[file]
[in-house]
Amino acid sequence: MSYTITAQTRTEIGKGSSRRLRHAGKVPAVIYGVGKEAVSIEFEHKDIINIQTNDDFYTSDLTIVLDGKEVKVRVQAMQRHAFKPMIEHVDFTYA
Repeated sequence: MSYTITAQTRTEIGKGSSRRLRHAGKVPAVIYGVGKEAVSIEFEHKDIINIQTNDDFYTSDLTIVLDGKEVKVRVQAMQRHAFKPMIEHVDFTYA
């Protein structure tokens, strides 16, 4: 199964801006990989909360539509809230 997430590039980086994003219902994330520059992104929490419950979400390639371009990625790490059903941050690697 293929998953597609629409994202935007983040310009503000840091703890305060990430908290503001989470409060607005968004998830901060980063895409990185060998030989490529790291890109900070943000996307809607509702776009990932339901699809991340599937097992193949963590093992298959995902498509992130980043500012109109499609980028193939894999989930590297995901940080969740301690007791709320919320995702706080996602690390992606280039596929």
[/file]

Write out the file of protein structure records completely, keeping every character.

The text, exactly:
[in-house]
Amino acid sequence: MSYTITAQTRTEIGKGSSRRLRHAGKVPAVIYGVGKEAVSIEFEHKDIINIQTNDDFYTSDLTIVLDGKEVKVRVQAMQRHAFKPMIEHVDFTYA
Repeated sequence: MSYTITAQTRTEIGKGSSRRLRHAGKVPAVIYGVGKEAVSIEFEHKDIINIQTNDDFYTSDLTIVLDGKEVKVRVQAMQRHAFKPMIEHVDFTYA
């Protein structure tokens, strides 16, 4: 199964801006990989909360539509809230 997430590039980086994003219902994330520059992104929490419950979400390639371009990625790490059903941050690697 293929998953597609629409994202935007983040310009503000840091703890305060990430908290503001989470409060607005968004998830901060980063895409990185060998030989490529790291890109900070943000996307809607509702776009990932339901699809991340599937097992193949963590093992298959995902498509992130980043500012109109499609980028193939894999989930590297995901940080969740301690007791709320919320995702706080996602690390992606280039596929």